The impact of strategic dissent on organizational outcomes: A meta-analytic integration

Codou Samba*, Daan Van Knippenberg, C. Chet Miller

*Corresponding author for this work

Research output: Contribution to journalArticlepeer-review


Research summary: Strategic dissent represents divergence in ideas, preferences, and beliefs related to ideal and/or future strategic emphasis. Conventional wisdom in strategic management holds that such differences in managerial cognitions lead to higher-quality strategic decisions, and thus to enhanced firm performance. However, 4 decades of empirical research have not provided consistent findings or clear insights into the effects of strategic dissent. Hence, we analyze the relative validity of predictions about these effects from both social psychological theories of group behavior and information processing perspectives on decision-making. Then, we conduct a meta-analytic path analysis (MASEM) based on current empirical evidence. Synthesizing data from 78 articles, we put to rest the notion that strategic dissent leads to positive outcomes for organizations and estimate how negative its effects actually are. Managerial summary: Top management teams (TMTs) set the tone and direction for their firms in important ways. Top managers, however, often disagree over fundamental issues related to strategy. Such strategic dissent affects how important decisions are made, and thus how the firm performs. In more specific terms and contrary to popular belief, strategic dissent creates not only dysfunctional relationships among top managers, but also disrupts the process by which these managers exchange, discuss, and integrate information and ideas in making strategic decisions. In short, firms have not yet generated value through numerous perspectives, ideas, and opinions among their top managers. We discuss interventions that could prove helpful in efforts to benefit from having diverse cognitions in a TMT.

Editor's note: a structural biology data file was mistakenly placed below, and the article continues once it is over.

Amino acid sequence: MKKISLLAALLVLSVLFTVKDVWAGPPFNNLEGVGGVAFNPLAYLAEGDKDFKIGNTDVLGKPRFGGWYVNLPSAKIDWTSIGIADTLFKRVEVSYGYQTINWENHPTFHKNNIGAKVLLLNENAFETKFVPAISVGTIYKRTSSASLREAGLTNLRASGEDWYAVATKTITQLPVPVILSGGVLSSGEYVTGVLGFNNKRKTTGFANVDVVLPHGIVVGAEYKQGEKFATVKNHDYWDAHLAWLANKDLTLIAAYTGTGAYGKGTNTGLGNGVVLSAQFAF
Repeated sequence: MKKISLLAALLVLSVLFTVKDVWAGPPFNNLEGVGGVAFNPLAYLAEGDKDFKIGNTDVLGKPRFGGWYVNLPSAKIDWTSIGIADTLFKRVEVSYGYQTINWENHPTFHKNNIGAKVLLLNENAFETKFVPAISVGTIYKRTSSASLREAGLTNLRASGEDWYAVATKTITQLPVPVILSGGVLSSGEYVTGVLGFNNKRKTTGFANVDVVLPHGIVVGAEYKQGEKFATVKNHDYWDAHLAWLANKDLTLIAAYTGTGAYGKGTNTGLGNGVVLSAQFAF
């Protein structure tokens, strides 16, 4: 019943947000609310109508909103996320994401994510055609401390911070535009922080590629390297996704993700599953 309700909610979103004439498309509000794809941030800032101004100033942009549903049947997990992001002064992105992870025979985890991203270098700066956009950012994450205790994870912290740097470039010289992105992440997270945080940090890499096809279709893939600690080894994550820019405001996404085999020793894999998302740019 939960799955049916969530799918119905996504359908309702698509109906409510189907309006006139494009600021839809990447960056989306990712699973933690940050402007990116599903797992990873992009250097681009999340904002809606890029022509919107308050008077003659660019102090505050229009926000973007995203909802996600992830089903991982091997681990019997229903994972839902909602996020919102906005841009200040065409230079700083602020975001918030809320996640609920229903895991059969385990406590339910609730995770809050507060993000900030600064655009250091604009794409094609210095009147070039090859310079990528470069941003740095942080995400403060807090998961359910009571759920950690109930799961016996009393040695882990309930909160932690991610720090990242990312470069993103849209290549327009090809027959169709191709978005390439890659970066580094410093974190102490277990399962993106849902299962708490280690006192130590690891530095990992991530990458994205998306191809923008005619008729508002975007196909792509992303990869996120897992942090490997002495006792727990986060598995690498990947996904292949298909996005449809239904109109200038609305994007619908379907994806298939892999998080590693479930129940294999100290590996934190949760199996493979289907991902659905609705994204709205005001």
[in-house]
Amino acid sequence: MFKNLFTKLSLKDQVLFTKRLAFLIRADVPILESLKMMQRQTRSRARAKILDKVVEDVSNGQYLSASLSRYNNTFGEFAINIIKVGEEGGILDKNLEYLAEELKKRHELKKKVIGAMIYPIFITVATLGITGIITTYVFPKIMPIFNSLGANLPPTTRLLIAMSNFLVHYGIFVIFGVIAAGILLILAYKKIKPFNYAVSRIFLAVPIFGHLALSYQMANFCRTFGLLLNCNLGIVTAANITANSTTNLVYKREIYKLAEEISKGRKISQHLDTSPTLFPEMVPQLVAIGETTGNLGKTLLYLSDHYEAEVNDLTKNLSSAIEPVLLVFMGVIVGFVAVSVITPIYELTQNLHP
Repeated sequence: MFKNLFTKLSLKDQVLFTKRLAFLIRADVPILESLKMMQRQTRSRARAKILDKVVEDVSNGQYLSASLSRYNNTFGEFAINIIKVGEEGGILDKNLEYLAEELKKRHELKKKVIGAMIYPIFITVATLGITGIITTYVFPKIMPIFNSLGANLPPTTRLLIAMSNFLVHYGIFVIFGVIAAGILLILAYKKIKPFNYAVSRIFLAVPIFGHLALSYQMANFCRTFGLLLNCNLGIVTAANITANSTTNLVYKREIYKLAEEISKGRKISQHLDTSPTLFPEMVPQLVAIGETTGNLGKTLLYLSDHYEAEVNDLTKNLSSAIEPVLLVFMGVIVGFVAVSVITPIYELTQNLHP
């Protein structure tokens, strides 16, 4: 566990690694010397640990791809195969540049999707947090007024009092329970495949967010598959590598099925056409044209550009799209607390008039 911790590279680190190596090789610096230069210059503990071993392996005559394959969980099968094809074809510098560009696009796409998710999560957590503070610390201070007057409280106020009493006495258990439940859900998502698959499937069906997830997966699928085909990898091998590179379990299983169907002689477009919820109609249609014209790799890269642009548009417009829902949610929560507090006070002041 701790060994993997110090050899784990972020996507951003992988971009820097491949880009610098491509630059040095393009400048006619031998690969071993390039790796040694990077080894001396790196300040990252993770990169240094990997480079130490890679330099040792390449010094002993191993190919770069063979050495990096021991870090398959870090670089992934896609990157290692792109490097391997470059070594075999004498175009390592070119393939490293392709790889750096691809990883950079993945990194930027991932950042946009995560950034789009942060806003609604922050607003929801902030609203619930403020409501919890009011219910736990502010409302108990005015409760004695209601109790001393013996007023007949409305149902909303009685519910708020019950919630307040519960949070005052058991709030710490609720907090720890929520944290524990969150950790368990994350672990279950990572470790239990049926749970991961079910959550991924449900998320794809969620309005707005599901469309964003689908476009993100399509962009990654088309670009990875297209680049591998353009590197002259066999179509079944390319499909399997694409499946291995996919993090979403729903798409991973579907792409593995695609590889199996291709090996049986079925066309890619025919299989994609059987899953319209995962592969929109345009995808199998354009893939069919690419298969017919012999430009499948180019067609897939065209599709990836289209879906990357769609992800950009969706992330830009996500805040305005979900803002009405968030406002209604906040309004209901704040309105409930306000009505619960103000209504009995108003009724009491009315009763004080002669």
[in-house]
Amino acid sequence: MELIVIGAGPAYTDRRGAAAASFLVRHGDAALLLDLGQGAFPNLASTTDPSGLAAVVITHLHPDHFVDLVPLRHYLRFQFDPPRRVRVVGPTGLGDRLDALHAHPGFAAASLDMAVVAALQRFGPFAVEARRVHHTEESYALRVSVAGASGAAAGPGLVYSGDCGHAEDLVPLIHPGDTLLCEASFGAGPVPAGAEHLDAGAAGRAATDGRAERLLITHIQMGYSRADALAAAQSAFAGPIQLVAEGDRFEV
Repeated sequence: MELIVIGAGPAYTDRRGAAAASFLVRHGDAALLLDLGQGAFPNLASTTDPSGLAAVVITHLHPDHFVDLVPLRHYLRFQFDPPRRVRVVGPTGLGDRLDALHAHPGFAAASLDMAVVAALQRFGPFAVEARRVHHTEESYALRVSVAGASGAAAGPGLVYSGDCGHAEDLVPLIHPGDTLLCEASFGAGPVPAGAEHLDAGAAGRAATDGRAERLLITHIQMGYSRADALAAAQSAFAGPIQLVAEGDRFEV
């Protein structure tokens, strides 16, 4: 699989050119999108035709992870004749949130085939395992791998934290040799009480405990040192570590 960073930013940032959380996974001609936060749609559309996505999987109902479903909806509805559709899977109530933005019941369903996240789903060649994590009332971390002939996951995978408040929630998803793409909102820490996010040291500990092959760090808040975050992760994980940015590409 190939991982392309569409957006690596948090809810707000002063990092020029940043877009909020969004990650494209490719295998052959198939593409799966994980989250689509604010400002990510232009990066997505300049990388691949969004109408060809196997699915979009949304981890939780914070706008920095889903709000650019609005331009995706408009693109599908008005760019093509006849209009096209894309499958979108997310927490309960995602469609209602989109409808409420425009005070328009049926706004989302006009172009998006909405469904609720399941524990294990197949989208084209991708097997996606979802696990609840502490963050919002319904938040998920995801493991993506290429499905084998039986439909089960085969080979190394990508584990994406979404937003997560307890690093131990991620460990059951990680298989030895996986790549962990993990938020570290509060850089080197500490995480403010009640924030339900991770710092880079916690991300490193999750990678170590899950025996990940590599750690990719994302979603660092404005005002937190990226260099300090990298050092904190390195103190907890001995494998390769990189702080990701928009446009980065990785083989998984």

Original languageEnglish
Pages (from-to)379-402
Number of pages24
JournalStrategic Management Journal
Issue number2
Early online date26 Oct 2017
Publication statusPublished - 1 Feb 2018


  • cognitive conflict
  • cognitive diversity
  • meta-analysis
  • strategic decision-making
  • top management teams


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